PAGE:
Jewish Heritage Europe

Belarus: Comprehensive survey of Jewish cemeteries announced

Abanonded Jewish cemetery in Ivenets, Belarus. Photo: ESJF
Abandoned Jewish cemetery in Ivenets, Belarus. Photo: ESJF

The European Jewish Cemeteries Initiative will launch in early July a three-month project to “comprehensively survey the Jewish cemeteries of Belarus.” Training is currently under way for the teams that will go out in the field.

ESJF said its survey teams will spread out across Belarus, “providing a full mapping of all the Jewish cemeteries in the country and their current state.”

ESJF said it expects that as many as 500 sites will be surveyed, and a full report will be published in the autumn. (The Jewish Heritage Research Group in Belarus has a list of more than 150 Jewish cemeteries on its web site.)

“We are very grateful also to our local partners in the Jewish community in Belarus and particularly to Chief Rabbi Mordechai Raichinstein for his technical support for this project,”  ESJF said in a statement on its Facebook page.

The project is funded by the U.S. Commission for the Preservation of America’s Heritage Abroad.

Belarus Foreign Minister and U.S. Commission Chair Lesley Weiss sign accord
Belarus Foreign Minister and U.S. Commission Chair Lesley Weiss sign accord

It follows on from a bilateral agreement signed in September 2016 between the U.S. and Belarus regarding the protection and preservation of cultural property, focusing on that of groups “that were victims of genocide during World War II and are no longer able to protect and preserve properties without assistance.”

The bilateral agreement between the U.S. and Belarus is one of 25 such accords currently in effect. These agreements have resulted since the mid-1990s  in surveys of Jewish cemeteries and other heritage sites in Poland, the Czech Republic, Romania, Bulgaria, Bosnia-Herzegovina, Romania, Moldova, Slovenia, Croatia, Ukraine. All these are available online in downloadable form on the U.S. Commission web site.

Belarus was renowned for synagogues, sages and yeshivas but has seen its Jewish heritage devastated over the past century, both by World War II and by Soviet rule: today’s Belarus was a constituent republic of the Soviet Union until 1991.

Many of the hundreds of Jewish cemeteries were destroyed, their gravestones were removed for use as paving and construction, and the sites Jewish cemeteries and mass graves were built over, ignored or marked with monuments that failed to note that the victims were Jews.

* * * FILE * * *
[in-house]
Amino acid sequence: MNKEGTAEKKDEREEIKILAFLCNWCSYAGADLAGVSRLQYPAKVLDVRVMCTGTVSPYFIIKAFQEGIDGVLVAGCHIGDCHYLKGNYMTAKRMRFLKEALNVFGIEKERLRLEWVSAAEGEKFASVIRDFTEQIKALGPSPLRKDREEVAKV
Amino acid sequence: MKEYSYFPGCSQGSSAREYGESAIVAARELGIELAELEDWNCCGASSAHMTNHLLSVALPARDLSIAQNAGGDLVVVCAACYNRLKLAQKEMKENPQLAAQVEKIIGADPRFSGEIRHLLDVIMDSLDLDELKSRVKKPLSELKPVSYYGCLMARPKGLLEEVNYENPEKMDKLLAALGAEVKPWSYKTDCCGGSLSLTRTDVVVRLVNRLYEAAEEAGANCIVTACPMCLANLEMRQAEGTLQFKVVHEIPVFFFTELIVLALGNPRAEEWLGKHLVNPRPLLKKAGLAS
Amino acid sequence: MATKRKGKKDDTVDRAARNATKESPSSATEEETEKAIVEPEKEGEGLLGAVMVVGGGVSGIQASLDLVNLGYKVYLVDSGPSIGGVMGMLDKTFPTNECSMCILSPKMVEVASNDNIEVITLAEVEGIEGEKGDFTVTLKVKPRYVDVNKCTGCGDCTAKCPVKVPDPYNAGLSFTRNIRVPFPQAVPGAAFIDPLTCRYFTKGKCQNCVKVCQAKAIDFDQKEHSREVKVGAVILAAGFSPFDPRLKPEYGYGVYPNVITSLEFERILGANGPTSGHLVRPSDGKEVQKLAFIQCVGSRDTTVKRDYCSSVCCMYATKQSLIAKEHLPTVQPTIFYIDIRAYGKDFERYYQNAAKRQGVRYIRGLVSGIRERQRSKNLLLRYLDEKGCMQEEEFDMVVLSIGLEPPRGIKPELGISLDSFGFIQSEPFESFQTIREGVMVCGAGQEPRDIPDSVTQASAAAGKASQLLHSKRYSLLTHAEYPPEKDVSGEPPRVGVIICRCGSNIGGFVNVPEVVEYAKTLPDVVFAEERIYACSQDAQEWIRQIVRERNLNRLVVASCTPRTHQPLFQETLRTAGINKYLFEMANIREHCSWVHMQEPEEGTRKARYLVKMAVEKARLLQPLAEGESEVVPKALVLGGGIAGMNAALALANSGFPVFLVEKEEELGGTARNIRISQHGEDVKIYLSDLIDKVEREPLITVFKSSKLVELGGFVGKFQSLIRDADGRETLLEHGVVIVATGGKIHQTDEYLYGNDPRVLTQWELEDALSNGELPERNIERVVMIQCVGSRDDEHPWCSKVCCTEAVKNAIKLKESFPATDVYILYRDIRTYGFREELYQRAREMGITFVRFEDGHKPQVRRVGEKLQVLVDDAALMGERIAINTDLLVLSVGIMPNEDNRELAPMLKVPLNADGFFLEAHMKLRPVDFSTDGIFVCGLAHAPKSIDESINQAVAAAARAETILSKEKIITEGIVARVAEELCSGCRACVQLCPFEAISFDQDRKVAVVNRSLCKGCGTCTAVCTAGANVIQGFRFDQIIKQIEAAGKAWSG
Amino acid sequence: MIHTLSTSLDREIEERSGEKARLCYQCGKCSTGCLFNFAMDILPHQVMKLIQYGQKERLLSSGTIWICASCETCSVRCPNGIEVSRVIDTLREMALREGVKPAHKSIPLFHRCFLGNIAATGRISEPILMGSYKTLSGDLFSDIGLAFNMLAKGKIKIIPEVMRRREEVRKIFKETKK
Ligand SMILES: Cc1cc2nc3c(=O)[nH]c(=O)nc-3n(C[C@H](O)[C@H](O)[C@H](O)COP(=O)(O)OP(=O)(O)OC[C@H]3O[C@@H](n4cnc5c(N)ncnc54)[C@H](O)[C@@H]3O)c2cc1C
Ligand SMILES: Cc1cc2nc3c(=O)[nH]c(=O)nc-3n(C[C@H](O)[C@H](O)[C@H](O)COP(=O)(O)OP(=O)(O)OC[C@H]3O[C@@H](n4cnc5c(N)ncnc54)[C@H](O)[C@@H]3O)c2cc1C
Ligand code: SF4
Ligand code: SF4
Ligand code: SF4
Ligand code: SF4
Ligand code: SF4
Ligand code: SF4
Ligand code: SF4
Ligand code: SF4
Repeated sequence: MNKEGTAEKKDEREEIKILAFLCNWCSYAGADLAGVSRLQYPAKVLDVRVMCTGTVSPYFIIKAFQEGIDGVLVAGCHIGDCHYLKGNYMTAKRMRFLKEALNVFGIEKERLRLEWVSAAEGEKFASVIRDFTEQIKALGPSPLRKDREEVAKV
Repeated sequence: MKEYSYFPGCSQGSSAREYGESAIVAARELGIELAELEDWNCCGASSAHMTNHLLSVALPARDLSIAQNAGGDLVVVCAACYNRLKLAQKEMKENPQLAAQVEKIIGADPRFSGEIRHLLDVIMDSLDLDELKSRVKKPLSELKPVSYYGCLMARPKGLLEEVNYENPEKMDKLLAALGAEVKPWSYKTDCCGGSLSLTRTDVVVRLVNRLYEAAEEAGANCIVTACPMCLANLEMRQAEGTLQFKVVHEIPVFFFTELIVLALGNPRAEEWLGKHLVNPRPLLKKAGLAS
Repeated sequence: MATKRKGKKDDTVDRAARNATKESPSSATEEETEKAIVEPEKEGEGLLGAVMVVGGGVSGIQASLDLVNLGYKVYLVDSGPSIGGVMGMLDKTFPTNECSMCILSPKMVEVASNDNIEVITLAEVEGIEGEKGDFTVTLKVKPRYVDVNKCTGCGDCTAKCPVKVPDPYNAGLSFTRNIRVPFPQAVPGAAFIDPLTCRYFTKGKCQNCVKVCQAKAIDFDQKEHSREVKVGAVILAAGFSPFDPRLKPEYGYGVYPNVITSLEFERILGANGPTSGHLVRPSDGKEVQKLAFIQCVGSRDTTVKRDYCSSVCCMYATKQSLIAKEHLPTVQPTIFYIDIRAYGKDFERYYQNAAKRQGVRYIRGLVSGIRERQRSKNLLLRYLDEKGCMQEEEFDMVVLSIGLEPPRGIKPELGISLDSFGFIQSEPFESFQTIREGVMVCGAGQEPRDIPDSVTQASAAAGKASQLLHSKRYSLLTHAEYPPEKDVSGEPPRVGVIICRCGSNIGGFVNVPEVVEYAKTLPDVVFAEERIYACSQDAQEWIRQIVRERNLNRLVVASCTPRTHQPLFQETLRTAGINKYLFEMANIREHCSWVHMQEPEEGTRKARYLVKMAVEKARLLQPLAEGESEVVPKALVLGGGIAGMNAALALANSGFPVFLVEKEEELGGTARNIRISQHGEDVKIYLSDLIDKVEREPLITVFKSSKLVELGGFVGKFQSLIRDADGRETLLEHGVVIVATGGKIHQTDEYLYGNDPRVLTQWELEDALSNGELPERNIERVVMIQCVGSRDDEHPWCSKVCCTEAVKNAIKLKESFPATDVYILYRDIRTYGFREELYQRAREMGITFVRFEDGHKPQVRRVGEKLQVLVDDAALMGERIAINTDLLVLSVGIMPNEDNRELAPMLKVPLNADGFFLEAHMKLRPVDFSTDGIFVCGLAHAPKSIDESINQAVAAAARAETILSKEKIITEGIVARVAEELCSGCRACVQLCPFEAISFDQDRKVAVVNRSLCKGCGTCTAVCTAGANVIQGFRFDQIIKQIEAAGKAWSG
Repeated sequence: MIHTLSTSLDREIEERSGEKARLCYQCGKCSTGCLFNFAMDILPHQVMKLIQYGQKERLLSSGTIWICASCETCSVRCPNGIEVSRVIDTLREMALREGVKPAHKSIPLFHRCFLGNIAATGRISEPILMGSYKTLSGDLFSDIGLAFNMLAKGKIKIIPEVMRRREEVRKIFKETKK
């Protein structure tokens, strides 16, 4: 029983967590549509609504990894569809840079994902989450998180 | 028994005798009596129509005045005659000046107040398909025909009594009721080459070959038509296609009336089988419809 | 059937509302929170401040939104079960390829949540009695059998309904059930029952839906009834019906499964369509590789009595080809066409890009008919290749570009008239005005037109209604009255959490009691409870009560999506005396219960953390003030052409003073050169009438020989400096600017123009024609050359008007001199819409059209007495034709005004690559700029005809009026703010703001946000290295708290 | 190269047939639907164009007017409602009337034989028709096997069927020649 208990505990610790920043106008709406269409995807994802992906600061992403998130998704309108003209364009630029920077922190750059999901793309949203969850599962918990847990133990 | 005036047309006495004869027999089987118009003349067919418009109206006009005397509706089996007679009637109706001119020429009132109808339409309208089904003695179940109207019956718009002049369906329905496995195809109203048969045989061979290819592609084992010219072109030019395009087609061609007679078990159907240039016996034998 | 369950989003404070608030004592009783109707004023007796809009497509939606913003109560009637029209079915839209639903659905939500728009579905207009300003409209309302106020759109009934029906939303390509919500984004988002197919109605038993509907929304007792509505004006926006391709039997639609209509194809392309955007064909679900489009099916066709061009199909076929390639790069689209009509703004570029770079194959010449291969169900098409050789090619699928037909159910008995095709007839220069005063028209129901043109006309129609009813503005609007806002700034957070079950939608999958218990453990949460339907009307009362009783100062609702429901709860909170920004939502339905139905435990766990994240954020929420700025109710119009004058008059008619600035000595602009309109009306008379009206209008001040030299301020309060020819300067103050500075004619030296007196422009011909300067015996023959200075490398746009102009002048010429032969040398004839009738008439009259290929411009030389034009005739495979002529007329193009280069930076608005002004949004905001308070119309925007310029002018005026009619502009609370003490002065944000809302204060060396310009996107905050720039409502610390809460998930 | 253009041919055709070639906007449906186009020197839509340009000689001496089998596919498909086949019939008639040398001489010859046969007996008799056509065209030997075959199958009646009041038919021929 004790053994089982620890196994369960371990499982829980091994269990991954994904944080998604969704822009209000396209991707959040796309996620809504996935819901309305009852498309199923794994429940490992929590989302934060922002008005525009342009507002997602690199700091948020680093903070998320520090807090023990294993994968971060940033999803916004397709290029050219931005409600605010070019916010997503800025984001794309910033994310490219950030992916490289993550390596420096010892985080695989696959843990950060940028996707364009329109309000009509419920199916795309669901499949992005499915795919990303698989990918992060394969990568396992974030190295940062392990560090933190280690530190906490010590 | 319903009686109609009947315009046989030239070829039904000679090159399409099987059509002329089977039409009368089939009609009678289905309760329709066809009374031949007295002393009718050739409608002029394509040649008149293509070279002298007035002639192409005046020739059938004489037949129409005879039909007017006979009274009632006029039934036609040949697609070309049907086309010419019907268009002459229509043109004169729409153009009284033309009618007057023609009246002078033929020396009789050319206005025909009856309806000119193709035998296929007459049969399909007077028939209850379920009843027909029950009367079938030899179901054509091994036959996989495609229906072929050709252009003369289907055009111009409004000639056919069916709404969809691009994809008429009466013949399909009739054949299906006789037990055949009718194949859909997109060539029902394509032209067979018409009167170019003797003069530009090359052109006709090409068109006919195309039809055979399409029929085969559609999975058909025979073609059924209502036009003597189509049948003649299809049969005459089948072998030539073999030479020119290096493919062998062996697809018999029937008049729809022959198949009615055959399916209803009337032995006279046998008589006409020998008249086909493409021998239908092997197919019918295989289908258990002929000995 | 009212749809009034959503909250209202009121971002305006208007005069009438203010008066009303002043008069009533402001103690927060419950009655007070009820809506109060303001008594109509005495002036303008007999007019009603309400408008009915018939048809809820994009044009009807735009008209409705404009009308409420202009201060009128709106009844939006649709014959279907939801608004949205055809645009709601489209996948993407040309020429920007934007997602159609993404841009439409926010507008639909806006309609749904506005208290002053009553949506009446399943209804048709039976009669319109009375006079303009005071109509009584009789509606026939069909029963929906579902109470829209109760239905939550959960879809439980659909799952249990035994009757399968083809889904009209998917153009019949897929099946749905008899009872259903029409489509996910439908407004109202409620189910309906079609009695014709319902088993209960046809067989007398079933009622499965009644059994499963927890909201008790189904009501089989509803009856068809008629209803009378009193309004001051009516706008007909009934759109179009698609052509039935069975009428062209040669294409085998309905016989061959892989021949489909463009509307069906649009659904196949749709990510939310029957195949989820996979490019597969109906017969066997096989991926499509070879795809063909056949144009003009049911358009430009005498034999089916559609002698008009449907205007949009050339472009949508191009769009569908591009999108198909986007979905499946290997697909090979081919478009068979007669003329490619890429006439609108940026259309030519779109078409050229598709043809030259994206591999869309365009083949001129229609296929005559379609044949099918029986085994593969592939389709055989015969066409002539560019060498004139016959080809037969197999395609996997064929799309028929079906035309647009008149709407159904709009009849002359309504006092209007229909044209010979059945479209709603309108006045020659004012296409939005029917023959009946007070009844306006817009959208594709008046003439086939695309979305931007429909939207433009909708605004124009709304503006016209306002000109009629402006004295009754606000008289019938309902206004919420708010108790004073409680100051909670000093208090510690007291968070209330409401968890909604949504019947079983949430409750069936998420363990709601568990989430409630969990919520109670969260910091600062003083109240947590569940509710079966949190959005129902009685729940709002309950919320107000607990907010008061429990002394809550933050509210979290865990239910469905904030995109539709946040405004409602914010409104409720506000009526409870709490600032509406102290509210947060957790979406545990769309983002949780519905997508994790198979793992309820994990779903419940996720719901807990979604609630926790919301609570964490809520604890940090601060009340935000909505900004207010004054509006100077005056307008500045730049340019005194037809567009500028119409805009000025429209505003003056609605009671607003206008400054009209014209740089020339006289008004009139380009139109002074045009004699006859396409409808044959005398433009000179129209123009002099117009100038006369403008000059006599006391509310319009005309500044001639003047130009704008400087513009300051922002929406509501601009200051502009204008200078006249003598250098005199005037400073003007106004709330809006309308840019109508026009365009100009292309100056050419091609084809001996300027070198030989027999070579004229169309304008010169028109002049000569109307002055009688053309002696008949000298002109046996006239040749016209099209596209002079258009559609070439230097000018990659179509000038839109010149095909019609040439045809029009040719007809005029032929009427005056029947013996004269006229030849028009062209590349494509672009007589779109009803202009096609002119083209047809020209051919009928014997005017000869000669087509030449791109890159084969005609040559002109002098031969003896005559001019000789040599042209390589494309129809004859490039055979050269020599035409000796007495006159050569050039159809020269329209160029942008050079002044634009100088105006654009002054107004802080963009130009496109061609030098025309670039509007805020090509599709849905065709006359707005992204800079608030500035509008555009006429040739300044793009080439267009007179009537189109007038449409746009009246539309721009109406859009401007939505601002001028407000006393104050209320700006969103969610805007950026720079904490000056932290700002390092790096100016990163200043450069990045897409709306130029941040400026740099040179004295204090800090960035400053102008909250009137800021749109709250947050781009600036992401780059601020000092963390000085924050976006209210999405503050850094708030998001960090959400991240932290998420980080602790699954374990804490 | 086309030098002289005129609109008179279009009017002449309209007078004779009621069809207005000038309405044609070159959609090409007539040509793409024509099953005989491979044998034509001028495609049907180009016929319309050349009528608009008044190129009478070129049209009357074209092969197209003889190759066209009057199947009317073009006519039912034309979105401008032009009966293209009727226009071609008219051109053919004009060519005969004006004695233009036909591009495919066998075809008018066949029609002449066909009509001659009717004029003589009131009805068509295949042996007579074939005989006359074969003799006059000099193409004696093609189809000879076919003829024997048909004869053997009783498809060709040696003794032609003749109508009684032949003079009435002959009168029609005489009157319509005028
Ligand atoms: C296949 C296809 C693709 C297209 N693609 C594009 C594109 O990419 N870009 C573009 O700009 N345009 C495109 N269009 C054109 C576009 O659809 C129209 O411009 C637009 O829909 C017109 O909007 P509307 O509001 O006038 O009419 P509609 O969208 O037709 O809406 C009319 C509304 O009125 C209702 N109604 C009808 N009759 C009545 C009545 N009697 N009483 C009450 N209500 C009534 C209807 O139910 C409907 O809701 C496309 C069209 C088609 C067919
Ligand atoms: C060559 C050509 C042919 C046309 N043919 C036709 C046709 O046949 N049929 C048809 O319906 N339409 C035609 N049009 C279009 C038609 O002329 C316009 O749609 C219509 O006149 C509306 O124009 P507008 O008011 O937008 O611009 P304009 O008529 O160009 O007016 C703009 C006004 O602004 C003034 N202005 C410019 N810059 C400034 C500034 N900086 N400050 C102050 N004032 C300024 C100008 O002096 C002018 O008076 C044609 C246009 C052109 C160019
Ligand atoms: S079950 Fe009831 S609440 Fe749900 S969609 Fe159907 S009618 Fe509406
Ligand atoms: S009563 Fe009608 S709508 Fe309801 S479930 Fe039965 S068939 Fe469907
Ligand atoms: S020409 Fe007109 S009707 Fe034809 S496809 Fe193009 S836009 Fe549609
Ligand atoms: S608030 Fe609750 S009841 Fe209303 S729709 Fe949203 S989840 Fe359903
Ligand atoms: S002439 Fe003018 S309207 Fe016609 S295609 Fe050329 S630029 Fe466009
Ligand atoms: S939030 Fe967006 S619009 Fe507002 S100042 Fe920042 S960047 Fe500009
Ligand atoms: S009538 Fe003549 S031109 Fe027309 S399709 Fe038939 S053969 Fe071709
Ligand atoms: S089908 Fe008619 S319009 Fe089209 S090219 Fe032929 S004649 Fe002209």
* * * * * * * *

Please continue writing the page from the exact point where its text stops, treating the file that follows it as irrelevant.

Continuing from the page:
Some work on documenting Jewish cemeteries in Belarus has already been carried out, but  seemingly not in the comprehensive manner of the ESJF/Commission survey.

Students in the Jewish cemetery, Beshenkovichi, Belarus. Photo courtesy of the Sefer Center
Students in the Jewish cemetery, Beshenkovichi, Belarus. Photo courtesy of the Sefer Center

In August 2016, for example, some 29 people took part in a field work session in Beshenkovichi , Belarus, one of whose aims was to completely document the Jewish cemetery as part both of a broader catalogue of Jewish cemeteries in the country and a general Jewish heritage preservation project in the town. The project was organized by the Sefer Center together with the Institute of Slavonic Studies (Russian Academy of Sciences) and supported by Genesis Fund, UJA Federation of NY and Russian Science Foundation.

During the field work the Jewish cemetery was completely catalogued, with 1,200 gravestones describes, and a detailed map of the cemetery was made.


8 comments on “Belarus: Comprehensive survey of Jewish cemeteries announced

  1. I went to a cemetery in . Horodyszcze . I have several pictures of stones there. Most of it is underground. I hope this is on your list.

    • Hi Sheryl
      My name is Marcelo. I am traveling to that zone in a couple of weeks and I am trying to find out about my grandma who was born there. Her name was Milke Korenblum and her mother surname was Yudewitz.